Archive for Psychology of language

"I could no longer deny that we were not …"

Many times over the years we've noted cases where piled-up modals and negations  leave writers (and readers) uncertain about whether a sentence might not turn out to mean the opposite of what it was meant to. Here's another example, contributed by GD — John Albrecht, "One year on", 12/31/2017:

At about this time one year ago “the penny dropped” for me as an auctioneer and I could no longer deny that auctioneers who dealt in ivory were not significantly contributing to maintaining value in this material and consequently, the ongoing slaughter of endangered species.

In this case, the tally seems clearly to come out wrong — to convince yourself, try replacing "deny" with "maintain the view", or replacing "were not significantly contributing" with "were significantly contributing".

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"Evil being protesting"

Mark Meckes asks:

Is there a name for the mistake of substituting one kind of participle for another? I feel like I've seen a number of examples of this lately, most recently in Ross Douthat's current NYT column
("The Red Hen and the Resistance", 6/27/2018):

"But to mitigate the effects of backlash, an effective protest politics also needs to make sure the acts of protest are clearly linked to the evil being protesting, and that they set up scenarios where the person being protested, not the protester, comes out looking
bad."

If there's a name for this type of typing error, I don't know what it is — but it's something that I find myself doing frequently. (Along with other cases where my fingers follow a common but contextually incorrect path, like typing "frequency" for "frequently" at the end of the previous sentence — which I just did.)

And I call it a "typing error" because this particular type of mistake is rare or non-existent in speech, since it violates the lexical category rule governing speech errors.

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Dangerous speech

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World disfluencies

Disfluency has been in the news recently, for two reasons: the deployment of filled pauses in an automated conversation by Google Duplex, and a cross-linguistic study of "slowing down" in speech production before nouns vs. verbs.

Lance Ulanoff, "Did Google Duplex just pass the Turing Test?", Medium 5/8/2018:

I think it was the first “Um.” That was the moment when I realized I was hearing something extraordinary: A computer carrying out a completely natural and very human-sounding conversation with a real person. And it wasn’t just a random talk. […]

Duplex made the call and, when someone at the salon picked up, the voice AI started the conversation with: “Hi, I’m calling to book a woman’s hair cut appointment for a client, um, I’m looking for something on May third?”

Frank Seifart et al., "Nouns slow down speech: evidence from structurally and culturally diverse languages", PNAS 2018:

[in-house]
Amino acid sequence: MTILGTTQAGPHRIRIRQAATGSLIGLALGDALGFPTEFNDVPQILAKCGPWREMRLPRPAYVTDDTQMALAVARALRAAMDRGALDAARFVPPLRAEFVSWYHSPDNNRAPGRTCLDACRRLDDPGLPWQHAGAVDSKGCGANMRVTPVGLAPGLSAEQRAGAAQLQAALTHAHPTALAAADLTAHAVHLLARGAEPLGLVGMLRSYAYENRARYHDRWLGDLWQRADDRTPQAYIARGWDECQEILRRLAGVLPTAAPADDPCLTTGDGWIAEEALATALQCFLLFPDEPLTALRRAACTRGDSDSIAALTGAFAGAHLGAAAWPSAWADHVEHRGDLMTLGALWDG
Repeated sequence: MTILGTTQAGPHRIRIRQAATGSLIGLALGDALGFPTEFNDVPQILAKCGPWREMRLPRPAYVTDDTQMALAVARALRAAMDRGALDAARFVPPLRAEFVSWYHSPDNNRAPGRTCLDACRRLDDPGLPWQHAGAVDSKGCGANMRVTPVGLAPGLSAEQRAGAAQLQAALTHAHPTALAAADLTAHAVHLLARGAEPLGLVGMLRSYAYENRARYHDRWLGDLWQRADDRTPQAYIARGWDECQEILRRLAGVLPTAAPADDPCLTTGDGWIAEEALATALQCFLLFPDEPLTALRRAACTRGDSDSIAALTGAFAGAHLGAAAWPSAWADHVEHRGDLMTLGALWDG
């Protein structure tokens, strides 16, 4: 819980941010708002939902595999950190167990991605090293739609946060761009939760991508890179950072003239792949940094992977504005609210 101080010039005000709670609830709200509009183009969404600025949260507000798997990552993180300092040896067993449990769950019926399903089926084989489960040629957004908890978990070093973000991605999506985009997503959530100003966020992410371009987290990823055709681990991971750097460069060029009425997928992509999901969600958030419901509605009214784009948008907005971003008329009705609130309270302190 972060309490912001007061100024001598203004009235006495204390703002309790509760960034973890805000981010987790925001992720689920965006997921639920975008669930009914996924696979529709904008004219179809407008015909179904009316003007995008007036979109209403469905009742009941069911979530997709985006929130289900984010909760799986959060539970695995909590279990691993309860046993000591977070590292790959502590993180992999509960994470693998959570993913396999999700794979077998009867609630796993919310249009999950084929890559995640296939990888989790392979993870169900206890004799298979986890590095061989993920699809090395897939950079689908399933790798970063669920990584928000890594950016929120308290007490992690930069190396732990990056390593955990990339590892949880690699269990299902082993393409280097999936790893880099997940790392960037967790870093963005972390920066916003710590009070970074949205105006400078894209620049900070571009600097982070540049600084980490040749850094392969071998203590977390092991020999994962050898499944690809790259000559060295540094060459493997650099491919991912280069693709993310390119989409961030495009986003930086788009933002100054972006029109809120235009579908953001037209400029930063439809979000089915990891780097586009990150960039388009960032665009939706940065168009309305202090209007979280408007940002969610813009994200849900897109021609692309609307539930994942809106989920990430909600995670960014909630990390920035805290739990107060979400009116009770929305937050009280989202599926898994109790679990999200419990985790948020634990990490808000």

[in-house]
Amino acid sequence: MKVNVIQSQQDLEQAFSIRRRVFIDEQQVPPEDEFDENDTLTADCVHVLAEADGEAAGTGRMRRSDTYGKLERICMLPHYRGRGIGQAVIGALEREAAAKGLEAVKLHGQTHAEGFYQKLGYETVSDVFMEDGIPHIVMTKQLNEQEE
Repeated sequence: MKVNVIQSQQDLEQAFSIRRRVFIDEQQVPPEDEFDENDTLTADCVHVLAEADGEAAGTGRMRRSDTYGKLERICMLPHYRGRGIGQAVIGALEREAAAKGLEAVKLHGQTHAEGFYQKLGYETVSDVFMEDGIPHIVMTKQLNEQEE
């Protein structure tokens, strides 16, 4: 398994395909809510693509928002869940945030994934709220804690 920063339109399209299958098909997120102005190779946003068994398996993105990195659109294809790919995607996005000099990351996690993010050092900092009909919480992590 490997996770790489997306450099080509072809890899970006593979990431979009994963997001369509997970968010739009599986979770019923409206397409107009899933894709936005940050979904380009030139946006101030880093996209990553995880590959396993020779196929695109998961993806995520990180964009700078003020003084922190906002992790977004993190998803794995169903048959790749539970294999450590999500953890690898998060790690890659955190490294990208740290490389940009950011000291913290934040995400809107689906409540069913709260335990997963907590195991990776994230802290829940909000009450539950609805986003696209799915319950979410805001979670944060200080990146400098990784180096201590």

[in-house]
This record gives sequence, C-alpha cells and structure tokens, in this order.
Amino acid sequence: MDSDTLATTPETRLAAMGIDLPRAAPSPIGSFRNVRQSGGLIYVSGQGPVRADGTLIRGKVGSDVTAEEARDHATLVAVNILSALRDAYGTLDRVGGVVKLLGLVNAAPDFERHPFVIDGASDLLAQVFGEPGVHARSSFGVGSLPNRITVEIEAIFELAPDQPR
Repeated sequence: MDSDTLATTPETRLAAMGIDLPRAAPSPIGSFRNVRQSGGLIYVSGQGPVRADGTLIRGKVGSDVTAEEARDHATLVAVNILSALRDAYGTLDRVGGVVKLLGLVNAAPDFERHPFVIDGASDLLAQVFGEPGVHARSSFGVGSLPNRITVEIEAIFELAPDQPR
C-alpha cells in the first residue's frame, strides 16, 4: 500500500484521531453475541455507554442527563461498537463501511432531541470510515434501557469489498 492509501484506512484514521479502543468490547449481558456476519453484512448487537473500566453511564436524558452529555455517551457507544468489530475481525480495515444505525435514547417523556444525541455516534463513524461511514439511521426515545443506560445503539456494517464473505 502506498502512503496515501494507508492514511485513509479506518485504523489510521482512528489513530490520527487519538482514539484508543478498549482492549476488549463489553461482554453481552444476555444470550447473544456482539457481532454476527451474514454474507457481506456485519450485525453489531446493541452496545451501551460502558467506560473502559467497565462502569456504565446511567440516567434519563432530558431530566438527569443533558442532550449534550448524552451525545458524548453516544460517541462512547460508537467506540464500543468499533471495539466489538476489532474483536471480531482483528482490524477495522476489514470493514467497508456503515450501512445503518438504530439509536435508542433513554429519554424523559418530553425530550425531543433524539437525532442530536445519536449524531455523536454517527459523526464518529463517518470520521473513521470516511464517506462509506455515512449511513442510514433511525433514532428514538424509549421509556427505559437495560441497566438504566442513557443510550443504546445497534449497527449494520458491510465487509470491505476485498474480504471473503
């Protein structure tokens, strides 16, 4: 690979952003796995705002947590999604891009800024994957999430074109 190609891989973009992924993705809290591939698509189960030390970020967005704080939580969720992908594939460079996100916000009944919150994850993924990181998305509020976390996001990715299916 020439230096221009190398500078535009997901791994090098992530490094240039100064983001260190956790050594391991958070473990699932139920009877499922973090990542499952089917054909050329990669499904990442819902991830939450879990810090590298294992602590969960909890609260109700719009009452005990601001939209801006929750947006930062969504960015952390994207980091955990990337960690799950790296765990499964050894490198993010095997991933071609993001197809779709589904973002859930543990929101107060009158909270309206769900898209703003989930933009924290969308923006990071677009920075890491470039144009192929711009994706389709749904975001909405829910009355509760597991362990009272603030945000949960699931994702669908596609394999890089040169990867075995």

When we speak, we unconsciously pronounce some words more slowly than others and sometimes pause. Such slowdown effects provide key evidence for human cognitive processes, reflecting increased planning load in speech production. Here, we study naturalistic speech from linguistically and culturally diverse populations from around the world. We show a robust tendency for slower speech before nouns as compared with verbs. Even though verbs may be more complex than nouns, nouns thus appear to require more planning, probably due to the new information they usually represent. This finding points to strong universals in how humans process language and manage referential information when communicating linguistically.

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What would Freud say?

At a press conference yesterday, Paul Ryan announced that he won't be running for re-election this fall, explaining that

uh to be clear I am not resigning
I intend to full my serve term as I was elected to do
but I will be retiring in January
leaving this majority in good hands with a-
what I believe is a very bright future

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"This wave in the mind"

Ursula K.Le Guin died a couple of months ago, and since then I've been re-reading some of her works that I've enjoyed over the years. Yesterday I was struck by the epigraph to her 2004 collection The Wave in the Mind, which apparently I missed when I read the book a decade ago.  It's part of a letter from Virginia Woolf to Vita Sackville-West, 16 March 1926:

As for the mot juste, you are quite wrong. Style is a very simple matter: it is all rhythm. Once you get that, you can’t use the wrong words. But on the other hand here am I sitting after half the morning, crammed with ideas, and visions, and so on, and can’t dislodge them, for lack of the right rhythm. Now this is very profound, what rhythm is, and goes far deeper than words. A sight, an emotion, creates this wave in the mind, long before it makes words to fit it; and in writing (such is my present belief) one has to recapture this, and set this working (which has nothing apparently to do with words) and then, as it breaks and tumbles in the mind, it makes words to fit it. But no doubt I shall think differently next year.

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Slips of the finger vs. slips of the tongue

There's an interesting and understudied way that typing errors and speaking errors are different. From Gary Dell, "Speaking and Misspeaking", Ch. 7 in Introduction to Cognitive Science: Language, 1995:

One of the most striking facts about word slips, such as exchanges, anticipations, perseverations, and noncontextual substitutions, is that they obey a syntactic category rule. When one word erroneously replaces another, most of the time the target and substituting word are of the same syntactic category. Nouns slip with nouns, verbs with verbs, and so on.

In other words, we're NOT likely to say something like "When one word erroneously replacement another, …" or "exchanges, anticipation, perseverations, and noncontextual substituted […] obey a syntactic category rule".

But errors of this type are fairly common in typing. They seem to be cases where we've started to type the right thing, but as our attention shifts to the following material, our fingers follow a familiar but incorrect path.

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Ross Macdonald: lexical diversity over the lifespan